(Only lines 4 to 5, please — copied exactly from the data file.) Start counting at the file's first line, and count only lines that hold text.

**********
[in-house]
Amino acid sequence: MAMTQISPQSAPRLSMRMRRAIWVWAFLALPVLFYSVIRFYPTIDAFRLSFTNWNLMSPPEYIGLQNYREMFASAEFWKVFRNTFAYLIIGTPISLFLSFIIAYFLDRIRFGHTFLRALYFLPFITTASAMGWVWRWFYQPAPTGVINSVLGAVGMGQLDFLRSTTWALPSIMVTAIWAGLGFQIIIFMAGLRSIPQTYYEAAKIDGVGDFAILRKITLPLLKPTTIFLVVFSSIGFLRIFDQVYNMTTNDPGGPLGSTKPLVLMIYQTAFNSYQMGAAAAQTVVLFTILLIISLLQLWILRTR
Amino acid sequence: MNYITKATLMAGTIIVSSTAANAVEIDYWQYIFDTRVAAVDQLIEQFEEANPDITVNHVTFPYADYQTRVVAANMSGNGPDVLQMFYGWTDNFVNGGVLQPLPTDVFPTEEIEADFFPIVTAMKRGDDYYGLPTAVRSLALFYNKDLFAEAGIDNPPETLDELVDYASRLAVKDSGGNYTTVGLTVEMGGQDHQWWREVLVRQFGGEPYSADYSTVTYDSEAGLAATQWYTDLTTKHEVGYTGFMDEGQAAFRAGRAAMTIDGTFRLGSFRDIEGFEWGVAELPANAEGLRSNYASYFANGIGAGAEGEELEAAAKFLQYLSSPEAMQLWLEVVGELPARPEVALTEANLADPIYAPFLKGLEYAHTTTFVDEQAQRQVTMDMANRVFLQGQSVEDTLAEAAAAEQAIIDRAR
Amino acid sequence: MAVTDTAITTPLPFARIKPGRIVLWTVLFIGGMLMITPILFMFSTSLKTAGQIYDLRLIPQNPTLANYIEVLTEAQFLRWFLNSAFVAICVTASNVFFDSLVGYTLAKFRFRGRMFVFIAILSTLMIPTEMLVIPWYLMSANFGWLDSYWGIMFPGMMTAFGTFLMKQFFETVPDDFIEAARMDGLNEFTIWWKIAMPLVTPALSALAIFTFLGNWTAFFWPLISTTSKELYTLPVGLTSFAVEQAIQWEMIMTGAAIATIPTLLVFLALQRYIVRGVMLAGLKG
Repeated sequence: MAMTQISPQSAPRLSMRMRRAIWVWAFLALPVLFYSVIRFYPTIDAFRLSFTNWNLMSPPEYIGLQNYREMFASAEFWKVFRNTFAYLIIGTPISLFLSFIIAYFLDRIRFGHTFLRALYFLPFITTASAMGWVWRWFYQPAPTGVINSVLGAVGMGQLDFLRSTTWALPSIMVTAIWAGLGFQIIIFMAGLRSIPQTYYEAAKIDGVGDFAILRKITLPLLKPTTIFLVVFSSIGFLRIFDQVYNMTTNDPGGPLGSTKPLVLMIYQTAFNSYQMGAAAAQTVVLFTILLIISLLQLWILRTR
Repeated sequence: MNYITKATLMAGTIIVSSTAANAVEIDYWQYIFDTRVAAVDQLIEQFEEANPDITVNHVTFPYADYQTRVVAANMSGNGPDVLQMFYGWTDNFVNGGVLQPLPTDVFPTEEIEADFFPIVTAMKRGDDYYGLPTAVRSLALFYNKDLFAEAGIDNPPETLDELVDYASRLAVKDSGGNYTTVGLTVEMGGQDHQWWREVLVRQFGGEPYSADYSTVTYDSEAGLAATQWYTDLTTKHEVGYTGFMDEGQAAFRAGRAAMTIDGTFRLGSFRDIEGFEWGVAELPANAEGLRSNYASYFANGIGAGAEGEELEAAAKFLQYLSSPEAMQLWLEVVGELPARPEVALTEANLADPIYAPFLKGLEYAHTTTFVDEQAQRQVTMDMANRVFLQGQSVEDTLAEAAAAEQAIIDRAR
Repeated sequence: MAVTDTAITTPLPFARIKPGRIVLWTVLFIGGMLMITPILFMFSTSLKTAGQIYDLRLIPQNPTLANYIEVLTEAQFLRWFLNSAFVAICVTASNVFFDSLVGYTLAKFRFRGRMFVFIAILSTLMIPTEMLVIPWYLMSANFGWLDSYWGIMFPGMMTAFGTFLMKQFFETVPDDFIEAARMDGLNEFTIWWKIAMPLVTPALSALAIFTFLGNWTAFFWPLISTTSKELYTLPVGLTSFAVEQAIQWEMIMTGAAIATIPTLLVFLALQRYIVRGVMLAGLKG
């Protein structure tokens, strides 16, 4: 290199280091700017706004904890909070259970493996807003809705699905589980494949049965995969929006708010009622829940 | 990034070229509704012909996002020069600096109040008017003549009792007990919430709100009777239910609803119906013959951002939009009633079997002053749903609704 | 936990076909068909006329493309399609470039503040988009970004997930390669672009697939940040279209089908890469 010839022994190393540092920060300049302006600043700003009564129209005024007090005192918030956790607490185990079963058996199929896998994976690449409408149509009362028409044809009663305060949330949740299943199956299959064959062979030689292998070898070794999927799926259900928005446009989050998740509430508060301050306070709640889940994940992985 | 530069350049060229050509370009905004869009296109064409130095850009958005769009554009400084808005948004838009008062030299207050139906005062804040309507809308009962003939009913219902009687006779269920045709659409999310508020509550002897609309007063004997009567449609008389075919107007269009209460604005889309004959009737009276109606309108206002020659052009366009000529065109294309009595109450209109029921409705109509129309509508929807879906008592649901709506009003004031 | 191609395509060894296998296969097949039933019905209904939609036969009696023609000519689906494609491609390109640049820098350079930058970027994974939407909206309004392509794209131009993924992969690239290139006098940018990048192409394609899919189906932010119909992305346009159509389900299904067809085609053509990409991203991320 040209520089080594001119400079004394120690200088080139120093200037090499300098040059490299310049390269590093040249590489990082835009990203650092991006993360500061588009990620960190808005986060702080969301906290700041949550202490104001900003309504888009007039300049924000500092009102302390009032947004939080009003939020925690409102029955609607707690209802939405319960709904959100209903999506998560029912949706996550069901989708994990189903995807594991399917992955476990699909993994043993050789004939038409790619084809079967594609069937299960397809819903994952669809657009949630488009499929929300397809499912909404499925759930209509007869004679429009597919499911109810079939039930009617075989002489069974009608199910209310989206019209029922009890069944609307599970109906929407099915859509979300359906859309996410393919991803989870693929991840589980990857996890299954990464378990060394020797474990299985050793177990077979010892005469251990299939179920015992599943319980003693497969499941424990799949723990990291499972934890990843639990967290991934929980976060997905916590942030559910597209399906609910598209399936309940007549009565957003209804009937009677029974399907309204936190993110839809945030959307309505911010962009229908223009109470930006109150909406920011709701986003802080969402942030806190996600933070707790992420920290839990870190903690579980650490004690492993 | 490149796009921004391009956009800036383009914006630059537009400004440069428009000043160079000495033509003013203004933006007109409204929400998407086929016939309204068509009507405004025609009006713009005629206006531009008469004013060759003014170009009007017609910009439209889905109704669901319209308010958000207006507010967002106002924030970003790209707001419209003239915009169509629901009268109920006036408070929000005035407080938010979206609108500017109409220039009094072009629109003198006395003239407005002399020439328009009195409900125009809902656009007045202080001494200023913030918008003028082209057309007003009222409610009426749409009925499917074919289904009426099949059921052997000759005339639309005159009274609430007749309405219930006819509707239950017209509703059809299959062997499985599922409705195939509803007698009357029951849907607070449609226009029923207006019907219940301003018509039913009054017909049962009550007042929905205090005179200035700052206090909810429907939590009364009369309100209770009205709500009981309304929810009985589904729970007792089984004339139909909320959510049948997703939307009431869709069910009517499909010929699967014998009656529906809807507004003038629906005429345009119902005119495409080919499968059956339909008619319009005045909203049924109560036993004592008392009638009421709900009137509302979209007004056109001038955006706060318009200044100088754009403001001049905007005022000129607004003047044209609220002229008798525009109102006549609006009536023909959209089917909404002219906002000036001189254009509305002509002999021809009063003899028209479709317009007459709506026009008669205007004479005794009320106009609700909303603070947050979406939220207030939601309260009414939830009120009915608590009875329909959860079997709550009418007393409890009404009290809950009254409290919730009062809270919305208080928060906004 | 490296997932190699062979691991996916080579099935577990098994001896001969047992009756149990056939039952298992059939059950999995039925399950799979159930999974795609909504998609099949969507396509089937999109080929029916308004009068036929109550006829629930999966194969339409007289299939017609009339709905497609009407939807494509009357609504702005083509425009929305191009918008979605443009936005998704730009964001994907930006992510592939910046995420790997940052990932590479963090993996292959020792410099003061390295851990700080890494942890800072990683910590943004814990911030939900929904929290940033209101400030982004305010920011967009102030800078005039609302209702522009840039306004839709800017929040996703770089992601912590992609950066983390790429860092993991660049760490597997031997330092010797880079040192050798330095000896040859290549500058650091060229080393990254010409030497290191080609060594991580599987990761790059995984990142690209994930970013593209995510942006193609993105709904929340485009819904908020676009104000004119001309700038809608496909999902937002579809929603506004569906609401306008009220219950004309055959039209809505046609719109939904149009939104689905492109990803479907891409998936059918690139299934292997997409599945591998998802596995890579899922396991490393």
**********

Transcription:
Amino acid sequence: MAVTDTAITTPLPFARIKPGRIVLWTVLFIGGMLMITPILFMFSTSLKTAGQIYDLRLIPQNPTLANYIEVLTEAQFLRWFLNSAFVAICVTASNVFFDSLVGYTLAKFRFRGRMFVFIAILSTLMIPTEMLVIPWYLMSANFGWLDSYWGIMFPGMMTAFGTFLMKQFFETVPDDFIEAARMDGLNEFTIWWKIAMPLVTPALSALAIFTFLGNWTAFFWPLISTTSKELYTLPVGLTSFAVEQAIQWEMIMTGAAIATIPTLLVFLALQRYIVRGVMLAGLKG
Repeated sequence: MAMTQISPQSAPRLSMRMRRAIWVWAFLALPVLFYSVIRFYPTIDAFRLSFTNWNLMSPPEYIGLQNYREMFASAEFWKVFRNTFAYLIIGTPISLFLSFIIAYFLDRIRFGHTFLRALYFLPFITTASAMGWVWRWFYQPAPTGVINSVLGAVGMGQLDFLRSTTWALPSIMVTAIWAGLGFQIIIFMAGLRSIPQTYYEAAKIDGVGDFAILRKITLPLLKPTTIFLVVFSSIGFLRIFDQVYNMTTNDPGGPLGSTKPLVLMIYQTAFNSYQMGAAAAQTVVLFTILLIISLLQLWILRTR